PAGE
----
Playing Stall Ball On Clean Air
May 17, 2007
Frank O'Donnell is president of Clean Air Watch, a nonpartisan, nonprofit organization aimed at educating the public about clean air and the need for an effective Clean Air Act.
Several decades ago, a popular strategy emerged in college basketball known as the “four corners” offense.
It was a stall tactic—made famous by the University of North Carolina—used to retain a lead by holding onto the ball until the clock ran out.
President Bush has borrowed this stall-ball strategy as a way to delay efforts by California and other states to reduce global warming pollution from motor vehicles.
The Double-Dribbler-in-Chief rolled out the plan this week, ordering the EPA to pass the ball back and forth with three cabinet departments before settling on any plan to limit greenhouse gas emissions.
The executive order demanded that EPA seek “concurrence” from the other departments, with the White House Office of Management and Budget and the industry-friendly Council on Environmental Quality supervising the game.
“This is a complicated legal and technical matter, and it's going to take time to fully resolve,” said the president, declaring he wanted some answers by the end of 2008—that is, a few weeks before he leaves office.
Why now this presidential proclamation? (It came more than a month after the Supreme Court rebuffed an earlier stall tactic and said the Clean Air Act gives EPA authority to limit greenhouse gases.)
For one thing, this preemptive strike obviously was aimed at diverting attention from the same-day opening arguments in a lawsuit by 11 states and several environmental groups against pitifully weak Bush fuel economy standards for SUVs and pickup trucks. The administration rules would increase fuel economy by a mere mile per gallon over the next several years.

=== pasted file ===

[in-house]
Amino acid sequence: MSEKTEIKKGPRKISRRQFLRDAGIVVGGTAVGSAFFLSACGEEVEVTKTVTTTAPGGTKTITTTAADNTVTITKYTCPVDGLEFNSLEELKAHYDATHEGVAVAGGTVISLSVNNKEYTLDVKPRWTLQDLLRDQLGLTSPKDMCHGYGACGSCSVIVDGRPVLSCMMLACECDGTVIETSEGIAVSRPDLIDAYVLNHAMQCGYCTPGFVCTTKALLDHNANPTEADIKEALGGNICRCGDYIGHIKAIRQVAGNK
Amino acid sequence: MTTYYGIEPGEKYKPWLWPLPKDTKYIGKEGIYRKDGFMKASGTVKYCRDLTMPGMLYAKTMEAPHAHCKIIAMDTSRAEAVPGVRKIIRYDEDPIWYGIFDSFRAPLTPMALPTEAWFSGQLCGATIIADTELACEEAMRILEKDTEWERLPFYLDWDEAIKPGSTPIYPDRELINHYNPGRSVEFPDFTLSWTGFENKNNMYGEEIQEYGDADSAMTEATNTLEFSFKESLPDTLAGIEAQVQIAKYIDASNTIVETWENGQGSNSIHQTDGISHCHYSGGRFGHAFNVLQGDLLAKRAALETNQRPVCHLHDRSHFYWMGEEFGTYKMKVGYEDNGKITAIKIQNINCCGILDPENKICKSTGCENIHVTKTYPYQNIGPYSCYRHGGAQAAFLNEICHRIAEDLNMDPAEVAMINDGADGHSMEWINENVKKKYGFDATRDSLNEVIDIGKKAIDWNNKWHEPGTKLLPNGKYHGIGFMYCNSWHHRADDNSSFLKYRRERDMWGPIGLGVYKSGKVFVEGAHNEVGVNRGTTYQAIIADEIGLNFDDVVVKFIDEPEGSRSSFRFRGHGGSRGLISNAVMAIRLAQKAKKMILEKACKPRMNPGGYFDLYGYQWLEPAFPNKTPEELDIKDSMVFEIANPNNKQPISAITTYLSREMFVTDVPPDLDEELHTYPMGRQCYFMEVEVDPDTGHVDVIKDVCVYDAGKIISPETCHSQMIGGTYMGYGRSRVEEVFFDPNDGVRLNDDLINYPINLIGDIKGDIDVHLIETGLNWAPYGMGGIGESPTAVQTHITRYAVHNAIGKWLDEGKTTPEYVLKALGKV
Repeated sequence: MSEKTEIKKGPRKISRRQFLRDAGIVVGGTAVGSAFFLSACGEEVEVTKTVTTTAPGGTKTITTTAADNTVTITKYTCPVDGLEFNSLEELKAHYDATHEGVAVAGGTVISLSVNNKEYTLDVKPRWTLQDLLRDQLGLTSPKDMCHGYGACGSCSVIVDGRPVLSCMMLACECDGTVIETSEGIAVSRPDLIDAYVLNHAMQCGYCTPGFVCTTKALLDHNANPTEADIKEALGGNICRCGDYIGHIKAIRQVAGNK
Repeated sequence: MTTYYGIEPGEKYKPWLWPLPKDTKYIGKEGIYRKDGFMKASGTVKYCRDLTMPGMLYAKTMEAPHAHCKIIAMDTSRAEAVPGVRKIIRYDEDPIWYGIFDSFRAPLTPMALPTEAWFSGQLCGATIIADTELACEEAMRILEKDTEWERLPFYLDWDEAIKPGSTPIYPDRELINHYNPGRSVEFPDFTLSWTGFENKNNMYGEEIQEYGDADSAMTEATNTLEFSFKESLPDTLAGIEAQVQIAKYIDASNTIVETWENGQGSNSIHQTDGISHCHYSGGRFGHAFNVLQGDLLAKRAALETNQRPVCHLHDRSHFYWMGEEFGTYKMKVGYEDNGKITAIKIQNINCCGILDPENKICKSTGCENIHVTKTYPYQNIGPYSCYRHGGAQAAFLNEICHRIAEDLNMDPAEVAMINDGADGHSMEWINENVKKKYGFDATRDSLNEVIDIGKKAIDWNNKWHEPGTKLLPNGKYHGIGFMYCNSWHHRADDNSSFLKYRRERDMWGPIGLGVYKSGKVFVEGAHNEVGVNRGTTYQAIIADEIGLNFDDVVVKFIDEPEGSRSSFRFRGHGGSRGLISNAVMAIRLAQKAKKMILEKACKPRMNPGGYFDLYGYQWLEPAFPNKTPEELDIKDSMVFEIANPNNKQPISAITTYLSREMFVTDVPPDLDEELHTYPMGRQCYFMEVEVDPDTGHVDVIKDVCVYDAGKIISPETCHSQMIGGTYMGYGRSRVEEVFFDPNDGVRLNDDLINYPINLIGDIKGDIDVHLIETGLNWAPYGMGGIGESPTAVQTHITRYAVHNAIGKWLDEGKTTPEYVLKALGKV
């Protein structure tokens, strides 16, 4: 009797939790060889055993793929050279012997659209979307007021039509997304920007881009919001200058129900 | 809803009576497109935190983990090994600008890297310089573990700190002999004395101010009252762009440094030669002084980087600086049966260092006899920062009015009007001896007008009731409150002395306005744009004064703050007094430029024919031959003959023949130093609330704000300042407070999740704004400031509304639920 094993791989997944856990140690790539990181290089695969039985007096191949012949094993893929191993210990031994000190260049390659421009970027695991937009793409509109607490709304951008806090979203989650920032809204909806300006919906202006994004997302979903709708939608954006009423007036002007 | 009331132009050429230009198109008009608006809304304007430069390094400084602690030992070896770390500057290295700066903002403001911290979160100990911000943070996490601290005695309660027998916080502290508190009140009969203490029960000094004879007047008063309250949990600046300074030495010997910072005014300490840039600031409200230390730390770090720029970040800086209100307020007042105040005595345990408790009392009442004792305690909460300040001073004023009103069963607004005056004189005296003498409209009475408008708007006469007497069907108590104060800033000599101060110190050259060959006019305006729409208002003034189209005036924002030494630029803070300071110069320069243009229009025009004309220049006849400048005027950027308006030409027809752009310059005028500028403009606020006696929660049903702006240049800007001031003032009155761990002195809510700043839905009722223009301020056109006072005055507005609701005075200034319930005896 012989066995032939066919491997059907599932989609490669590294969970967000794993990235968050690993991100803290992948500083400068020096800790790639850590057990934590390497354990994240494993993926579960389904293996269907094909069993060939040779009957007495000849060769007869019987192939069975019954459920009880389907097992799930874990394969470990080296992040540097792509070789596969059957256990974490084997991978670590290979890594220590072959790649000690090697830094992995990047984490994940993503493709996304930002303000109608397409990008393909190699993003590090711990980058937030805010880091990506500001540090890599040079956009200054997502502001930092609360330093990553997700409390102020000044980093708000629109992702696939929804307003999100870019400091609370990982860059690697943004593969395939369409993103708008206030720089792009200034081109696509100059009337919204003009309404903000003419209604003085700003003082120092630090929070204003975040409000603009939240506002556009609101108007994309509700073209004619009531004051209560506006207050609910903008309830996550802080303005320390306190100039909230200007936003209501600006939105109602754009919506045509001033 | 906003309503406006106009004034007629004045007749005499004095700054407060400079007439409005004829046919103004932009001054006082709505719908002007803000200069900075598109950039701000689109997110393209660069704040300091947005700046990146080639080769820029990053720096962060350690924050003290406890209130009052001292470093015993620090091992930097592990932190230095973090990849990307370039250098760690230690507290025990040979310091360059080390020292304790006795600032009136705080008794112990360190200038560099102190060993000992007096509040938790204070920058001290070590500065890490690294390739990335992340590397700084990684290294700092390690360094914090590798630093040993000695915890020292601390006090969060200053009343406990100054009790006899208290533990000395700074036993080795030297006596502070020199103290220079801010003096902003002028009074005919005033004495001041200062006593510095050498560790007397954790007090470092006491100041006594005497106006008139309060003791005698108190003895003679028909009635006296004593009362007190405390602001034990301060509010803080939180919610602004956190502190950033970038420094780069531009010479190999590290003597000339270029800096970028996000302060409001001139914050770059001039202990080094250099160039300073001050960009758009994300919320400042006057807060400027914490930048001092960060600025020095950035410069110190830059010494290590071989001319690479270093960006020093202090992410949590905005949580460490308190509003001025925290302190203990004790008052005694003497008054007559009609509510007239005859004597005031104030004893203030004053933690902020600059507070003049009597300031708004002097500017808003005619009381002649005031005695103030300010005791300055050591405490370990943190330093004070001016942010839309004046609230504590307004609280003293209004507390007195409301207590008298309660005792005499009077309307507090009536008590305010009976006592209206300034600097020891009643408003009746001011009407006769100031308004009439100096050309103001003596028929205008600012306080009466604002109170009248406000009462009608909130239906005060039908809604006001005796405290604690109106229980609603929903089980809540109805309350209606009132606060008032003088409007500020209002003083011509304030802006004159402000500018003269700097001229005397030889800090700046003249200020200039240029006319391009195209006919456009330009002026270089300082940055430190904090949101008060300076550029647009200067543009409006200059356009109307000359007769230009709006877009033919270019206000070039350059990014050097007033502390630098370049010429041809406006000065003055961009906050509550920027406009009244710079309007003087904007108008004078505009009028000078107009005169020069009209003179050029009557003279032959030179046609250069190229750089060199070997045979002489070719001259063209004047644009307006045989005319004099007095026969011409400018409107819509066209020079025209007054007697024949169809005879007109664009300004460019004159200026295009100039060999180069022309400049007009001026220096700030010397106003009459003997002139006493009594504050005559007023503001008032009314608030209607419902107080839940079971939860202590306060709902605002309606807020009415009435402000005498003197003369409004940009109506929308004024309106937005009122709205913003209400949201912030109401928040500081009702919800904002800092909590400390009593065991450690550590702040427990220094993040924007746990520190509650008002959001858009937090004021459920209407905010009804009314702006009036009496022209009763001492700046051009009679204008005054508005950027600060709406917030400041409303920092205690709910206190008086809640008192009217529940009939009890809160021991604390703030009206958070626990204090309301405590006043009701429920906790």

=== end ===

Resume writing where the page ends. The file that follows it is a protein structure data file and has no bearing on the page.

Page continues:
Brown is also playing a role in the second event that prompted the new Bush strategy: he’s scheduled to appear at an EPA hearing next week on California’s request to enforce its own standards that would cut greenhouse gas emissions from motor vehicles by 30 percent.
California adopted these landmark standards after a careful, several-year review, and 11 other states have followed suit. But in order for these standards to be legally enforceable, the EPA must grant its permission.
This ought to be a legal layup. The EPA has granted similar requests by California to enforce tougher vehicle standards more than 40 times in the past three decades, and California has put together an impressive argument why the feds should do it again.
Having lost at the Supreme Court, Team Bush rebounded with another game plan to run out the clock. It looks pretty predictable: stall for as long as possible, then (after California presses the issue in court) perhaps reject the California plan in favor of a much weaker national approach.
"The question is: do you try to set up a mandatory system or do you try to set up an innovation-based system?" Snow said. "The president prefers innovation."